By Jim Leman

An auto dealership’s reconditioning function helps or hurts the used car department.

Recon is not just a process through which trade-ins and auction vehicles get new brakes and tires and dings repaired. Recon, at its best, is a cross-store profitability tool for auto dealer groups.

This cross-store tool gives corporate-level store managers in one report the level of reconditioning efficiency, time-to-line (T2L) speed, and other vital metrics for managing the individual store and group-wide recon profitability.

As the industry continues to consolidate and produce new competition like Carvana and Shift, it has become critically important from a used-car profitability perspective that groups manage individual store recon process performance, store-to-store, and at the group level.

The goal is to use this insight to mitigate risk and transform the profitably of all group used car departments’ profitability.

From helicopter to sidewalk level, group reporting provides oversight of such Key Performance Indicators as:

  • Location of every car in the group’s possession
  • Place and position of those cars within the recon process on their way to sale-ready status
  • Number of vehicles having safety recalls and whether in recon or already on the lot
  • Per vehicle parts and labor costs – and whether applied as internal or retail costs
  • T2L run rate, from acquisition to sale-ready status
  • Average recon cost per vehicle, by store and group
  • Sublet status – vehicles released to sublets, status, due date
  • Progress to T2L goal, with two to three days the target; Non-automated recon cycle rates quickly balloon to 10 to 21 days.
  • Holding costs, in near-real time
  • Total recon cost at current T2L and cost savings as T2L is improved

Attempts at tracking recon workflow and some of the above metrics using whiteboards, Google Docs or Sticky Notes has proven wasteful, positively not helpful for transforming recon into a profit center of the dealership and its group.

Many dealers instead have embrace reconditioning automation and its accurate and real-time recon management and accountability.

The point is money

David Simches is group used car director for Crown Automotive Group. He oversees Florida operations. He reported that by using recon automation and its group reporting tools, his stores’ T2L dropped from an average 12 days to a 4.6-day group average. Among other gains for the business, reducing T2L by nearly 7.5 days means his stores added at least one additional inventory turn a year.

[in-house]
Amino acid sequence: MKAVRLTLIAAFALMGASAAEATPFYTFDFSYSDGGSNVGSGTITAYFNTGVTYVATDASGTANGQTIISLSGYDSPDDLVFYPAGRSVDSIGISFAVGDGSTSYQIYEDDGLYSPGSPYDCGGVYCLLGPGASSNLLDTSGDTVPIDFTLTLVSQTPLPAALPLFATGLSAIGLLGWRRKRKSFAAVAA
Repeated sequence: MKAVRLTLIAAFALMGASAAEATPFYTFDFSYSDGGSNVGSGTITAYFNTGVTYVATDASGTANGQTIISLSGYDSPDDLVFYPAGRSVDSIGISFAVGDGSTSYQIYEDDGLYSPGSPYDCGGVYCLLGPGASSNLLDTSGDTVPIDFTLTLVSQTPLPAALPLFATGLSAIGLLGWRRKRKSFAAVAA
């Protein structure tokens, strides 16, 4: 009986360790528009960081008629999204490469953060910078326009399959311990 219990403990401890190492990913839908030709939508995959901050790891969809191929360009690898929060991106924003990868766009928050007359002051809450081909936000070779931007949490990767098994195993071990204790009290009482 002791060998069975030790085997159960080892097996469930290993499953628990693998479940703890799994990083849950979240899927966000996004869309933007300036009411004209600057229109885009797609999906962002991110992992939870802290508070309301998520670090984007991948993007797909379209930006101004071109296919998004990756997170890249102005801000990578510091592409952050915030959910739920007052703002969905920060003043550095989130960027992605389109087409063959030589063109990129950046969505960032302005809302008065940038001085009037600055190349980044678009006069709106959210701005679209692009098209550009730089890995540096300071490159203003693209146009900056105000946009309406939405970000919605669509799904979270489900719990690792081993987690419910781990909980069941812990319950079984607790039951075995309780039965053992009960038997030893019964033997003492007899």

He said the reports help him inform his GMs and corporate executives precisely how well their recon operations – and as a result, their used car departments – are performing.

“I try to make these group and store reports effective tools for change because GMs are good at making the numbers look good to corporate, but the group-level report tells them what’s happening and how fast stores within the group are moving inventory from acquisition to sale-ready. With that, our sales are up, our aging is down, and our wholesale ratios are in check – this is all good stuff that is supposed to happen when cars get sale-ready faster,” Simches said.

General managers, fixed ops directors, and used car managers tell me that lacking automation to account for recon-related events most T2L estimates are guesswork. They were speechless; they said when they realized that accurate T2L measurement showed their shops’ were taking from 10 to 21 days to get cars to the sales lot.

Dealers cannot operate a profitable used car department when inventory is already aging out before it hits the sales lot (or even online). When inefficient recon consumes 10 days of a premium 21-day margin window to get cars ready to sell, holding cost and market depreciation has burned up any potential profit left in those cars.

On the other hand, highly efficient recon operations will complete all recon steps within three to five days of their acquisition from trade or auction. A three-to-five-day T2L keeps cars’ premium retail window open longer. The margin on fresh cars is always stronger than on those for which repricing is needed every few days to get them sold.